The following trick uses some relatively deep mathematics, namely cluster algebras. It will probably impress (some) mathematicians, but not very many laypeople.

Draw a triangular grid and place 1s in some two rows, like the following except you may vary the distance between the 1s:

1   1   1   1   1   1   1
.   .   .   .   .   .
.   .   .   .   .   .   .
.   .   .   .   .   .
.   .   .   .   .   .   .
.   .   .   .   .   .
1   1   1   1   1   1   1


Now choose some path from the top row of 1s to the bottom row and fill it in with 1s also, like so:

1   1   1   1   1   1   1
1   .   .   .   .   .
.   1   .   .   .   .   .
1   .   .   .   .   .
.   1   .   .   .   .   .
.   1   .   .   .   .
1   1   1   1   1   1   1


Finally, fill in all of the entries of the grid with a number such that for every 2 by 2 "subsquare"

  b
a   d
c


the condition $ad-bc=1$ is satisfied, or equivalently, that $d=\frac{bc+1}{a}$. You can easily do this locally, filling in one forced entry after another. For example, one might get the following:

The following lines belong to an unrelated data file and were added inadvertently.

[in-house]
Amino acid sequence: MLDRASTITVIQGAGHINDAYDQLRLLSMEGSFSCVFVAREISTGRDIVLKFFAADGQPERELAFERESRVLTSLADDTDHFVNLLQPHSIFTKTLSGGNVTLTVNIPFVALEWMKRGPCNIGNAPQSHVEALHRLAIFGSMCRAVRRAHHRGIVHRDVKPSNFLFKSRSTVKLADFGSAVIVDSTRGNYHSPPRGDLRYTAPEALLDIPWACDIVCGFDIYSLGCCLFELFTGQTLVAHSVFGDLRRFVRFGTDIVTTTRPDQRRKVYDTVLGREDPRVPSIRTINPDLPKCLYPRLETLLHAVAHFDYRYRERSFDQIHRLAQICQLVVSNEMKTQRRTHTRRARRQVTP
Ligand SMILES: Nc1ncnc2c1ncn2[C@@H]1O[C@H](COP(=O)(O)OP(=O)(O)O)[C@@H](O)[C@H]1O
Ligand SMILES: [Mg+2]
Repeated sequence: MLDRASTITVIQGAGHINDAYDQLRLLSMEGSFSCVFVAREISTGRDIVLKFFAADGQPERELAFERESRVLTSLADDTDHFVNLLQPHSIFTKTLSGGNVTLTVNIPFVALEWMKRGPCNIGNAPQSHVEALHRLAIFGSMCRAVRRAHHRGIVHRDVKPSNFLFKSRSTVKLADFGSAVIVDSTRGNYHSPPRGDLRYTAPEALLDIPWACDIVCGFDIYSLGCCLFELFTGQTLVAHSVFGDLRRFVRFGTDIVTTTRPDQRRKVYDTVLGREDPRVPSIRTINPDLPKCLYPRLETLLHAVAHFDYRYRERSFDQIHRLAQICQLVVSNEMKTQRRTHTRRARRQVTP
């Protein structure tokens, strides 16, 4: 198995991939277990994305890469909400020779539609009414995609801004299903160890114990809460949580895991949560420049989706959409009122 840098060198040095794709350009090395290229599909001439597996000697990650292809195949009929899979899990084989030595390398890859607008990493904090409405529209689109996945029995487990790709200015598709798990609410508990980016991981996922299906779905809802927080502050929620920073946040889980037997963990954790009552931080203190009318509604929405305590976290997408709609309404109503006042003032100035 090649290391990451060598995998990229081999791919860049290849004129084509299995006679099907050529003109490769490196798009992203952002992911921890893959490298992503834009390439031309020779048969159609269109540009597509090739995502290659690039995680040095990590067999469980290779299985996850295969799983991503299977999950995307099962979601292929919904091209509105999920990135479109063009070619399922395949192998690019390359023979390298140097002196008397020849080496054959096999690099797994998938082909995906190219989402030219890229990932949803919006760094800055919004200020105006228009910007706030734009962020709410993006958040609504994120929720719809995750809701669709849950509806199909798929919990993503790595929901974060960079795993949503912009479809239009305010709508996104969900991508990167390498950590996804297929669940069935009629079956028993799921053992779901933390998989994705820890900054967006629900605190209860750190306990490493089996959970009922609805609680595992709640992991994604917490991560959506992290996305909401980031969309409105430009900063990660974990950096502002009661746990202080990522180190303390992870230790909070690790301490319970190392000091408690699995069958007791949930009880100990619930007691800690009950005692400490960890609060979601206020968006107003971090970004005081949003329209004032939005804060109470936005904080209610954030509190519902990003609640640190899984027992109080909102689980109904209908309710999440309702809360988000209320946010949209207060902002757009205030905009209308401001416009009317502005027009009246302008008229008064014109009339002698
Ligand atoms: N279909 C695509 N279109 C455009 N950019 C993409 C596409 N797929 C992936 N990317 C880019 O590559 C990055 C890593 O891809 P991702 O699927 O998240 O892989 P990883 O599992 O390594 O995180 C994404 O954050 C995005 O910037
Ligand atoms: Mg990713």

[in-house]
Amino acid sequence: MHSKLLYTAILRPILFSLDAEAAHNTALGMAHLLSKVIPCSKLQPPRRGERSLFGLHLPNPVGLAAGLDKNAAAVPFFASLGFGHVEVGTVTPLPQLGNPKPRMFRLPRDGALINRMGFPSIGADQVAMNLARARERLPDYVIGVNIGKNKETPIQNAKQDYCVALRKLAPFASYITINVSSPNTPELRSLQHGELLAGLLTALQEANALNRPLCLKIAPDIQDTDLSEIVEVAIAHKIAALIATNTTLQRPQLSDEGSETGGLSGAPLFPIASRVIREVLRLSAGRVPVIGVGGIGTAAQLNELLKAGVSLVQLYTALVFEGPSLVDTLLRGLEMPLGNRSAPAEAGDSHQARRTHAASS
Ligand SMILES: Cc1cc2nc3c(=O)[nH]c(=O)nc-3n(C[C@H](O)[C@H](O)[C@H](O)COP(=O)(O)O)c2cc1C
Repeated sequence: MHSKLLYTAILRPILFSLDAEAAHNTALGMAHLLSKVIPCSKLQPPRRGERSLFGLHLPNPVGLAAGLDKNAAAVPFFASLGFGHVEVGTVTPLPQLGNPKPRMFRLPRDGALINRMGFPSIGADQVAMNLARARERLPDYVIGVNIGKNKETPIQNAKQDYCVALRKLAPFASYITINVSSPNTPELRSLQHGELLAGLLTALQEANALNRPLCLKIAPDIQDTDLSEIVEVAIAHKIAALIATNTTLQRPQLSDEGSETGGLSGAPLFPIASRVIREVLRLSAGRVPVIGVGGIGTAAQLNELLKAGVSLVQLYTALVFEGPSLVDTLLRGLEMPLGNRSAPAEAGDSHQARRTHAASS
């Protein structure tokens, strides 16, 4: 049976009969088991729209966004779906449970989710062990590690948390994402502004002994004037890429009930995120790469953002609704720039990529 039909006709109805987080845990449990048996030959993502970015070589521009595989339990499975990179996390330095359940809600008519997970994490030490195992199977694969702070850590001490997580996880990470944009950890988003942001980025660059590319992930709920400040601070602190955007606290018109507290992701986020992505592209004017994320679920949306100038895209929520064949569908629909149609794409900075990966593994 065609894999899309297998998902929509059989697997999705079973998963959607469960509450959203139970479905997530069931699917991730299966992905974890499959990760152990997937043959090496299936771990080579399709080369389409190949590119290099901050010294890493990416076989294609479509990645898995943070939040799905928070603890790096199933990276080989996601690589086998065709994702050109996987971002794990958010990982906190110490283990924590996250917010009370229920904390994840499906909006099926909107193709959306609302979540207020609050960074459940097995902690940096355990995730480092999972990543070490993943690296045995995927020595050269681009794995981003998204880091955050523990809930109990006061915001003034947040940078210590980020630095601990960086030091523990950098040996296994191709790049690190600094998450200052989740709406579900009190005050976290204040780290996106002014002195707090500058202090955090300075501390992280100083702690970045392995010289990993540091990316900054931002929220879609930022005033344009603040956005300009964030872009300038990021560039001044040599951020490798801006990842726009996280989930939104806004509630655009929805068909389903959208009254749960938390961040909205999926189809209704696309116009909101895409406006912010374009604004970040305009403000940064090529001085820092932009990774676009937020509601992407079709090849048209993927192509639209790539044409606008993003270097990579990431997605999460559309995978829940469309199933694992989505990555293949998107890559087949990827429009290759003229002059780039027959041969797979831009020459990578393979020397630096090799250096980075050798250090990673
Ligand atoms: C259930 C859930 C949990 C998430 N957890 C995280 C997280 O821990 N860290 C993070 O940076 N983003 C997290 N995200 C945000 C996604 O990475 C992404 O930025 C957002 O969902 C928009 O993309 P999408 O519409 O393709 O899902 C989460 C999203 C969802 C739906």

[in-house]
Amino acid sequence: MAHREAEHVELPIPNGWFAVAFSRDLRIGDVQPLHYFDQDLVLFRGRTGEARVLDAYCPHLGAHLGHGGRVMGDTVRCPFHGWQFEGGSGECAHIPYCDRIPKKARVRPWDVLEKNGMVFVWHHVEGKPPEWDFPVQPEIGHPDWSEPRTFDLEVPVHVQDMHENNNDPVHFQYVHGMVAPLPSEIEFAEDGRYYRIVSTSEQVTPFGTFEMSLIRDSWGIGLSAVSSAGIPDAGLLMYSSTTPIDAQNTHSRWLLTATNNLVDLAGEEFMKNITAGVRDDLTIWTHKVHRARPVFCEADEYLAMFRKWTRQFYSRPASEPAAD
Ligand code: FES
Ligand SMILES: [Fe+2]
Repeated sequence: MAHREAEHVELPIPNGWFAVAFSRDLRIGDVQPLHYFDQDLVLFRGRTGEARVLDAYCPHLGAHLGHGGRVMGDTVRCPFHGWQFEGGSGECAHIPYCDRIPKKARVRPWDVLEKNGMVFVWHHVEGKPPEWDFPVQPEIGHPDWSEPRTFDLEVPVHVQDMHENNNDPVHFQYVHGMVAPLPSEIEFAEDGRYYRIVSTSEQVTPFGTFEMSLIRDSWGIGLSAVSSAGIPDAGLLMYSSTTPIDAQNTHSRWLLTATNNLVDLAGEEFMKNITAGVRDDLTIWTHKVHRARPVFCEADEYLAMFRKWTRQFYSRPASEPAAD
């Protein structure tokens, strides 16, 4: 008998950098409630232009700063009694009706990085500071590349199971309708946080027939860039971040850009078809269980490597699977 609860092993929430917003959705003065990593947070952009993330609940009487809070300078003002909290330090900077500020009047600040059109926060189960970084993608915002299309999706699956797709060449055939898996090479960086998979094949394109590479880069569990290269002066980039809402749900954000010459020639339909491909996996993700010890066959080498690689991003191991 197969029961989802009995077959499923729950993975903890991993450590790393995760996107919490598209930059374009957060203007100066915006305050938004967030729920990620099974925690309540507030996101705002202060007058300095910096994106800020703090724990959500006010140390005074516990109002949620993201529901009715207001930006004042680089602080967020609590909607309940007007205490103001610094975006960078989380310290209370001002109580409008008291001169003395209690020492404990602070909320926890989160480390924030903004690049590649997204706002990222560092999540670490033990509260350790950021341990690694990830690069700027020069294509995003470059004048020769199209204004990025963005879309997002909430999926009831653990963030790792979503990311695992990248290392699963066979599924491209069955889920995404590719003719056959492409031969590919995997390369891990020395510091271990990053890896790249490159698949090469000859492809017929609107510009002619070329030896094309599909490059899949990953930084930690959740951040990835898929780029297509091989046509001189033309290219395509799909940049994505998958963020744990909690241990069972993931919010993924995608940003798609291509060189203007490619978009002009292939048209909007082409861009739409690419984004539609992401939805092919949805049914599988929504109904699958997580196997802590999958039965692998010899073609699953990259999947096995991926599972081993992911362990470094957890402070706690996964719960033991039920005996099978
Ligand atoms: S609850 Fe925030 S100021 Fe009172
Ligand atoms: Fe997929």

1   1   1   1   1   1   1
1   2   3   2   2   1
.   1   5   5   3   1   .
1   2   8   7   1   .
.   1   3   11  2   1   .
.   1   4   3   1   .
1   1   1   1   1   1   1


The "trick" is that every entry is an integer, and that the pattern of 1s quickly repeats, except upside-down. If you were to continue to the right (and left), then you would have an infinite repeating pattern.

This should seem at least a bit surprising at first because you sometimes divide some fairly large numbers, e.g. $\frac{5\cdot 11+1}{8} = 7$ or $\frac{7\cdot 3+1}{11} = 2$ in the above picture. Of course, the larger the grid you made initially, the larger the numbers will be, and the more surprising the exact division will be.

Incidentally, if anyone can provide a reference as to why this all works, I'd love to see it. I managed to prove that all of the entries are integers, and that they're bounded, and so there will eventually be repetition. However, the repetition distance is actually a simple function of the distance between the two rows of 1, which I can't prove.